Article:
Western redcedar and western hemlock are the characteristic trees of this zone. White-Engelmann spruce hybrids and subalpine fir are common to the area while lodgepole pine and Douglas fir can be found in dry areas of the zone.
With a matrix of old and young forests, there is a diverse variety of wildlife in the region, with some species that prefer the old growth forests and others that prefer the more open spaces of the young forests. Woodpeckers and owls prefer the mature forests, while ruffed grouse, American robins, and golden eagles prefer the open forests and parkland.
The animals in this zone are the typical animals of the region. These include species such as grizzly bear, elk, white-tail deer, wolverine, and many smaller mammals, including ground squirrels, martens, and fishers.
The Interior Douglas Fir Zone is found in the dry southern interior of British Columbia, and it occurs in the rain shadow of the Coast Mountains. This zone is found within the lowest valleys of the Okanagan Highlands in the North Okanagan.
Douglas Fir is the dominant tree with lodgepole pine and Ponderosa pine as the seral trees after forest fires. Along the drier limits of the zone, the landscape often becomes savannah-like, supporting meadows of rough fescue and bluebunch wheatgrass.
This zone is prime winter habitat for ungulates, with its low snowpack, abundant shrubs, and old Douglas fir forests. Mule deer, white-tailed deer, elk, and bighorn sheep all have a preferred habitat within the Interior Douglas Fir Zone.
The land that is now part of the Regional District of North Okanagan has been inhabited since the glaciers started to retreat about 11,000 years ago. Part of the traditional territory of the Ktunaxa (Kootenay) is in the North Okanagan, as are the territories of the Syilx (Okanagan), Sinixt (Arrow Lakes Band), and the Secwepemcul’ecw (Shuswap).
The Ktunaxa traditionally inhabit from the western slopes of the southern Canadian Rockies, through the Purcell Mountains to the Monashee Mountains. It’s possible that the modern nation are descendants of the people that arrived in the Kootenay Valley 11,000 years ago. The Ktunaxa have a language that is different from all of the other surrounding First Nations, which suggests ancient and unique origins.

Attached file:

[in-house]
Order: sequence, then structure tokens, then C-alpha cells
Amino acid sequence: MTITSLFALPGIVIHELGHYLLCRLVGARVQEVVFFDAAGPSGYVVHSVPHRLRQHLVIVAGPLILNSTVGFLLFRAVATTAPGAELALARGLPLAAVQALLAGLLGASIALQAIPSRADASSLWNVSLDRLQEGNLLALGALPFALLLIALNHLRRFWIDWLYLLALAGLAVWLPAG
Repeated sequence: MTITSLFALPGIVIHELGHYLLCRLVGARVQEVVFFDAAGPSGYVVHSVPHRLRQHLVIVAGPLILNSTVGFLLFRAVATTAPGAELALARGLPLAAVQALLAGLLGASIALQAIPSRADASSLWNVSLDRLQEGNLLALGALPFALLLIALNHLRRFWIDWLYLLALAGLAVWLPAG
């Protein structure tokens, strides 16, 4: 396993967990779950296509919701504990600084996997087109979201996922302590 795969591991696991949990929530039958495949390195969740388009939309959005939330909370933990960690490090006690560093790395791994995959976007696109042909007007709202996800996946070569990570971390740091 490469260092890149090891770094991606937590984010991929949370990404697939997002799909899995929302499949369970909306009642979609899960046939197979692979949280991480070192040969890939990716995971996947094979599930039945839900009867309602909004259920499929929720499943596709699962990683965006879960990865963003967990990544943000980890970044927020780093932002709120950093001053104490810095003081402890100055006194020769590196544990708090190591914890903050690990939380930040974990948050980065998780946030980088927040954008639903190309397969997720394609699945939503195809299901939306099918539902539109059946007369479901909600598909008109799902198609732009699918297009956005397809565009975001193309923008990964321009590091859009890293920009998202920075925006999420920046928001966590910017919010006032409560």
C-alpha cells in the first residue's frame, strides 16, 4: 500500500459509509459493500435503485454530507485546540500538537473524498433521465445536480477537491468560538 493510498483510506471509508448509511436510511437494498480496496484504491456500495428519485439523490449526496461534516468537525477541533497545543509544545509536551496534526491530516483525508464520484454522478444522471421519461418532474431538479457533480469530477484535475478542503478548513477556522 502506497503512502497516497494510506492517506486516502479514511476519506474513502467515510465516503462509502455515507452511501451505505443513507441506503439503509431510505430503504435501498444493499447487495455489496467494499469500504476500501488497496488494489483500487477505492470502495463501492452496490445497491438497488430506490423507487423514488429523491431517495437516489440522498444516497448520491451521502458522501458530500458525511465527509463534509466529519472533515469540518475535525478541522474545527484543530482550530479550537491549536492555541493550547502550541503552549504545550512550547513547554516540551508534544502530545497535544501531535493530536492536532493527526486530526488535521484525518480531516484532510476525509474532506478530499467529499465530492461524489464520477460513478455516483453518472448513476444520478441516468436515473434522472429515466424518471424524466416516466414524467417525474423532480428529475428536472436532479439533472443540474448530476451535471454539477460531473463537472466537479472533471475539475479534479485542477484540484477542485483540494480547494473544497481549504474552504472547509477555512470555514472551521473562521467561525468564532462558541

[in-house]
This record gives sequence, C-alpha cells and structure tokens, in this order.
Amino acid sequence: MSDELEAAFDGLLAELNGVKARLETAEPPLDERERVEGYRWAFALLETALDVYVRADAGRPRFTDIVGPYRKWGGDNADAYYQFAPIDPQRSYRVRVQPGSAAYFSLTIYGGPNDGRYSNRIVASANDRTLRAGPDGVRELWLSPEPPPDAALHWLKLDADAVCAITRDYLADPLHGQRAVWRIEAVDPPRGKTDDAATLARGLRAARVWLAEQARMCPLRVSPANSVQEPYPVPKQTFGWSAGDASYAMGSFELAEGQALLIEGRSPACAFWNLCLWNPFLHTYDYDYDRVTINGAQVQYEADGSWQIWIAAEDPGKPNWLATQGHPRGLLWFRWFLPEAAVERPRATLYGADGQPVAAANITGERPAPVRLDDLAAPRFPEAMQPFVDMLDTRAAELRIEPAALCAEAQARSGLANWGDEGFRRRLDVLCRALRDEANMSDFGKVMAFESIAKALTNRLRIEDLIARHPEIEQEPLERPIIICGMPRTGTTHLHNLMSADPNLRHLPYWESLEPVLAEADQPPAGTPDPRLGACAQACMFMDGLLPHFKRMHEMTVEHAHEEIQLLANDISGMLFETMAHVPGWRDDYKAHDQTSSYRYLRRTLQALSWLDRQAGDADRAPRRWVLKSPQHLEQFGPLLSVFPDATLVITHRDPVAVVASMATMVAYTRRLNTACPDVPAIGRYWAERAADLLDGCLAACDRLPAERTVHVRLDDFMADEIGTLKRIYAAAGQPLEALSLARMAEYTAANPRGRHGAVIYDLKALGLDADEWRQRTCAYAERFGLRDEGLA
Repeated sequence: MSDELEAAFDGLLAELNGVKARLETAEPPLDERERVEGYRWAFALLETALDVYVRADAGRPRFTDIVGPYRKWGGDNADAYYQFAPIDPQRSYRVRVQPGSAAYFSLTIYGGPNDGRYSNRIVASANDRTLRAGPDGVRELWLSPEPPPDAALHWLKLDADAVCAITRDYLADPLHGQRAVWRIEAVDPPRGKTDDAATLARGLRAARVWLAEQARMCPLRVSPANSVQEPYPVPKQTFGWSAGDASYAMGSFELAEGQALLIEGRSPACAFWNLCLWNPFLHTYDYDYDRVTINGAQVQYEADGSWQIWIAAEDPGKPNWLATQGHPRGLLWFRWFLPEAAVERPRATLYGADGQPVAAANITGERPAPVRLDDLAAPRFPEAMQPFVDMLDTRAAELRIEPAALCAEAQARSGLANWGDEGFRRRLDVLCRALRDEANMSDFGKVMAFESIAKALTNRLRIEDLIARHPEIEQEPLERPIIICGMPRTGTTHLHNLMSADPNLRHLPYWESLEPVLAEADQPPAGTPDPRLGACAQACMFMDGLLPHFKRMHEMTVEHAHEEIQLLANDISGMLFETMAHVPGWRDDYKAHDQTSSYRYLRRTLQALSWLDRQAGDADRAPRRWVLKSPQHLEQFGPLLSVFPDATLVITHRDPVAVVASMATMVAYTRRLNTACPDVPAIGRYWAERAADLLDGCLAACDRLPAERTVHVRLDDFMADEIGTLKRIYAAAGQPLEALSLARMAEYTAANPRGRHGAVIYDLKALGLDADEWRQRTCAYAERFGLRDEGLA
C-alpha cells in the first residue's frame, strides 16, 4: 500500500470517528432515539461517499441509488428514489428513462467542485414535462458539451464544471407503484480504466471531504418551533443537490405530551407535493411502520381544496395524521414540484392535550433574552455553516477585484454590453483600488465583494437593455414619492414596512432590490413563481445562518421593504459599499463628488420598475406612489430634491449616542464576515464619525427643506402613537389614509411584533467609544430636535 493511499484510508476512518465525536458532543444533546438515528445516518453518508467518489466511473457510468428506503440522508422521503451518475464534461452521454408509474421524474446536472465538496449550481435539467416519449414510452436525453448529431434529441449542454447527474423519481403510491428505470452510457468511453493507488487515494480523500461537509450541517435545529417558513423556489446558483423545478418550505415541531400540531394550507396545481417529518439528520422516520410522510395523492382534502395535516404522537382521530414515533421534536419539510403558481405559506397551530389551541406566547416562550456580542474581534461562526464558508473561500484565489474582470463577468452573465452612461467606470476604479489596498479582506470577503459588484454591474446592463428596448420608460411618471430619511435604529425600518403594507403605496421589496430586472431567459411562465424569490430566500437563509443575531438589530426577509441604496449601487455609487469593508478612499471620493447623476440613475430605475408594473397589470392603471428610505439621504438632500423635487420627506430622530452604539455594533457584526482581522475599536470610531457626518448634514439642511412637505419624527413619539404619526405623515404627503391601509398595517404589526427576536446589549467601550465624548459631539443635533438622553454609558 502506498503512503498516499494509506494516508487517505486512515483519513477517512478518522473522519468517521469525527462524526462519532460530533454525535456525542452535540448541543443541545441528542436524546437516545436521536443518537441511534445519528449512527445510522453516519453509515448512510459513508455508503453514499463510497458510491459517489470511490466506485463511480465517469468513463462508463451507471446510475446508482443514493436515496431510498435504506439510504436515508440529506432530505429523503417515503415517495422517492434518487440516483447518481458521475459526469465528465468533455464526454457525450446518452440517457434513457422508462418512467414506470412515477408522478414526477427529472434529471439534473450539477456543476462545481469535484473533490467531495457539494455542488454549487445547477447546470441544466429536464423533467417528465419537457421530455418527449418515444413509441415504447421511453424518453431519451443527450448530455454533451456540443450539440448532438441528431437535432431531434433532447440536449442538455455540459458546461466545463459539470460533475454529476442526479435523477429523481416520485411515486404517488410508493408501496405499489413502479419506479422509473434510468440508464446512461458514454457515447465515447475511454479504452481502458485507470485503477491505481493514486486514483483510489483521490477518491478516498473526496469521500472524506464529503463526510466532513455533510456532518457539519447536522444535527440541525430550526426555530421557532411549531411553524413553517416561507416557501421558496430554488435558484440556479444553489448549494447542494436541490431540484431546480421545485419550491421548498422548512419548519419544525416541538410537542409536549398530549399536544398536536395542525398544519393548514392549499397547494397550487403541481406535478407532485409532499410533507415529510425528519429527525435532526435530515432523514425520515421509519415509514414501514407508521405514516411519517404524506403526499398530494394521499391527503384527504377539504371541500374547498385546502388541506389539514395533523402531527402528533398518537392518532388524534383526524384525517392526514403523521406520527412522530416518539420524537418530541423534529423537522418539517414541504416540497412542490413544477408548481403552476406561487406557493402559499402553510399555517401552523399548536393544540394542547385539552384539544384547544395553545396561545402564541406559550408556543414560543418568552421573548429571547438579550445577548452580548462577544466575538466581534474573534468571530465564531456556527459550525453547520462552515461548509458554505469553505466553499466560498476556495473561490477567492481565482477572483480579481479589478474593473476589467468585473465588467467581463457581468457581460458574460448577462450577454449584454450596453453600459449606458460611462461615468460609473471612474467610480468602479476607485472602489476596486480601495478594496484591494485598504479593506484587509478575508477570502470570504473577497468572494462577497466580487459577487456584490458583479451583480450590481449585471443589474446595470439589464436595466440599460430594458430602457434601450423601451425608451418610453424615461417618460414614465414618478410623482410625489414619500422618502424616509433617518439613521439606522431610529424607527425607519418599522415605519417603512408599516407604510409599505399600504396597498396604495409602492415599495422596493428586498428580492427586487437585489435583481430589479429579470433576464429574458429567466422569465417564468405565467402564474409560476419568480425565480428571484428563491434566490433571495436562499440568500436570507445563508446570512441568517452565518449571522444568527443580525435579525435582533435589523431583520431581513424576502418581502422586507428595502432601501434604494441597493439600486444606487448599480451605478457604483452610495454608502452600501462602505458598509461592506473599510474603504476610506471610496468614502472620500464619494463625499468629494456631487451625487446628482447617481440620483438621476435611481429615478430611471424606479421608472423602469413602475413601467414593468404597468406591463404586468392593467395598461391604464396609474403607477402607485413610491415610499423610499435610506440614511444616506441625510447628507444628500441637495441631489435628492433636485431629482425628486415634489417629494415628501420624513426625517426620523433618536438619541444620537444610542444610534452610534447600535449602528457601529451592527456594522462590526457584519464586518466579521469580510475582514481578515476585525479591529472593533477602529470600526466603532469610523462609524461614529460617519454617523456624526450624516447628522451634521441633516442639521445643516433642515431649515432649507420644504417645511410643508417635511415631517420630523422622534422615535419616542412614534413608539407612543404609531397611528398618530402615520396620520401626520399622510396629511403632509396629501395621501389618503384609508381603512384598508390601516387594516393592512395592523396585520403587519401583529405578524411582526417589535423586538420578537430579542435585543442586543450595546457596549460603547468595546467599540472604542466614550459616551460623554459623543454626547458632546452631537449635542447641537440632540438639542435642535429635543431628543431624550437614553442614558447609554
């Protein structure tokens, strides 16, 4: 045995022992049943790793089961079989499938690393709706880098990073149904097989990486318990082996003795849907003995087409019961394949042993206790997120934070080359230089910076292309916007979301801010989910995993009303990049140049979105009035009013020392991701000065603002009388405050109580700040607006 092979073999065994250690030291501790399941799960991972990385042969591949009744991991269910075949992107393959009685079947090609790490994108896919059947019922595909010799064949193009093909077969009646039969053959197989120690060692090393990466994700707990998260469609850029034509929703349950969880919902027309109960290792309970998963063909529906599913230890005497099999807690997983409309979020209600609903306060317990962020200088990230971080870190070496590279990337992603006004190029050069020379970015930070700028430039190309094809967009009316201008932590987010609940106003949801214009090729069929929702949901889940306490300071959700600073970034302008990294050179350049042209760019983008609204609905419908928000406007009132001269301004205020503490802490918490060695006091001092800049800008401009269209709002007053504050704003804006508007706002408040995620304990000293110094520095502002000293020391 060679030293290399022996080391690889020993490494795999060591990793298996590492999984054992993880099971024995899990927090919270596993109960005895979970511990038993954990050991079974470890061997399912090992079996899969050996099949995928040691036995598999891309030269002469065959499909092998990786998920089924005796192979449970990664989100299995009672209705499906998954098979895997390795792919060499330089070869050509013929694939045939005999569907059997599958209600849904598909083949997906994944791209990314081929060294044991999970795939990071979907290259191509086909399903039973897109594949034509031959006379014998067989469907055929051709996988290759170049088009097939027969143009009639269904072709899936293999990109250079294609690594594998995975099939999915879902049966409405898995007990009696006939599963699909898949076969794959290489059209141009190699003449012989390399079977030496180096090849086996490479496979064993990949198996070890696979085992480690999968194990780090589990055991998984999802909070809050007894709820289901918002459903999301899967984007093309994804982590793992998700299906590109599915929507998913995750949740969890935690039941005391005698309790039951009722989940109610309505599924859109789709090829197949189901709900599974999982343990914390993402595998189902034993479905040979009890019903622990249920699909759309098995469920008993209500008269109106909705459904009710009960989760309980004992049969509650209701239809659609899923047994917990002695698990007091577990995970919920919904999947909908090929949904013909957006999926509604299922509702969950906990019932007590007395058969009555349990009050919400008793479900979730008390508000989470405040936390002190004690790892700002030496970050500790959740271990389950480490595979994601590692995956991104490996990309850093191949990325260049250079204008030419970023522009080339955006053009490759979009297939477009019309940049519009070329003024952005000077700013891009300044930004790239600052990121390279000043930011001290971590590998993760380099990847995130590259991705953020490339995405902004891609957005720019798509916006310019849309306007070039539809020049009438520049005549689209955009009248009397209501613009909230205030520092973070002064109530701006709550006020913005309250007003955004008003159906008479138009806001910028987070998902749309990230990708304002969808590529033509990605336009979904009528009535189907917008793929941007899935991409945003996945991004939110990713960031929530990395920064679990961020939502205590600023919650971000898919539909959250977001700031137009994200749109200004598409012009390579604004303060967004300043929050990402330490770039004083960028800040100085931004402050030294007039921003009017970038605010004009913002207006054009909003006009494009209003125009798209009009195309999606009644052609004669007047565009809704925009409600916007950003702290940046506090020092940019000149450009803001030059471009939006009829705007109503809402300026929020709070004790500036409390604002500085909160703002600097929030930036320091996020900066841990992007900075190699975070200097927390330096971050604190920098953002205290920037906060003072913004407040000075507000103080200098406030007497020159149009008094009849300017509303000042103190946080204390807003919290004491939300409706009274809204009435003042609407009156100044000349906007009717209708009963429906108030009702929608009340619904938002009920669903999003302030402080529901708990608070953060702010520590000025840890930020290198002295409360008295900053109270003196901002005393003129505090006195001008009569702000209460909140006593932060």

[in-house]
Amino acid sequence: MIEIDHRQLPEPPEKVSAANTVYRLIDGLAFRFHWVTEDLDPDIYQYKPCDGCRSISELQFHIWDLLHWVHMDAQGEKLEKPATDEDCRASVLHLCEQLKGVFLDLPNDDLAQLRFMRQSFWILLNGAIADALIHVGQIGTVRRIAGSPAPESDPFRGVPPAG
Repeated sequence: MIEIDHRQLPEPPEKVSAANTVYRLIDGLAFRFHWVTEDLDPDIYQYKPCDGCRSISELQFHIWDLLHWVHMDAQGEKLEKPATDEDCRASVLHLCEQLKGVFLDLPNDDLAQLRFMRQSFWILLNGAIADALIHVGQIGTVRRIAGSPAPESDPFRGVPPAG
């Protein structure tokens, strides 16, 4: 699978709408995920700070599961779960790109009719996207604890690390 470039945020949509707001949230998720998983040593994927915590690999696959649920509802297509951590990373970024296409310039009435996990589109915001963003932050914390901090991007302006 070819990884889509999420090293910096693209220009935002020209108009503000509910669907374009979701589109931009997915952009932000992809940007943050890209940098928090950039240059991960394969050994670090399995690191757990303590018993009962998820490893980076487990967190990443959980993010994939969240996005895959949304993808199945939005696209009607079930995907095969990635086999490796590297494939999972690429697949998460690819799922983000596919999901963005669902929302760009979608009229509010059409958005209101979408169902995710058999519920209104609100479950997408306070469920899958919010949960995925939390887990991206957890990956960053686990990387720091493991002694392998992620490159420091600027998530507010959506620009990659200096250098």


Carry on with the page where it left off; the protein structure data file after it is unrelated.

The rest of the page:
The Syilx, Sinixt, and the Secwepemcul’ecw are all part of the Interior Salish culture. The Salish culture originated on the Pacific coast where it evolved from the proto-Salish culture between 3,000 and 6,000 years ago. The Salish culture is believed to have moved inland to the Okanagan, where it displaced other cultures that inhabited the region.
Fur traders with the Northwest Company and Hudson’s Bay Company were the first Europeans to encounter the First Nations of this region. The disastrous effects of smallpox on First Nations communities were evident by the time David Thompson came to the region in the early nineteenth century.
Before the fur trade, the First Nations of the region lived a subsistence lifestyle of hunting, fishing, and gathering. Many First Nations would use summer camps that were near important resources and, in the winter, would return to their community and live in pit houses.
Settlers of European descent started arriving for mining, logging, and agriculture in the late nineteenth and early twentieth century. After the arrival of these settlers, many of First Nations transitioned to an agriculture and ranching-based way of life.
Logging, mining, and agriculture were the primary industries in the region for the past two centuries; however, the warm and dry climate that is characteristic of much of the region has now made it a popular tourist destination.
The North Okanagan has mild winters with abundant snowfall in the mountains, with warm and dry summers. This ideal climate has made the North Okanagan a year-round destination for outdoor enthusiasts. The following are several of the best hiking and outdoor recreation destinations to check out for your next adventure.
A moderate climate and abundant snowfall make Silver Star Provincial Park an incredible winter adventure destination. There are snowmobile trails as well as hiking trails in the park during the winter. The trails lead up to several peaks and some lookouts that give a panoramic view of the Monashee Mountains and the Okanagan Valley.
The park is designed for maximum winter enjoyment with wide trails that make it easy for snowshoes as well as warming huts at several locations in the park. The mild winter weather makes this an ideal winter adventure location.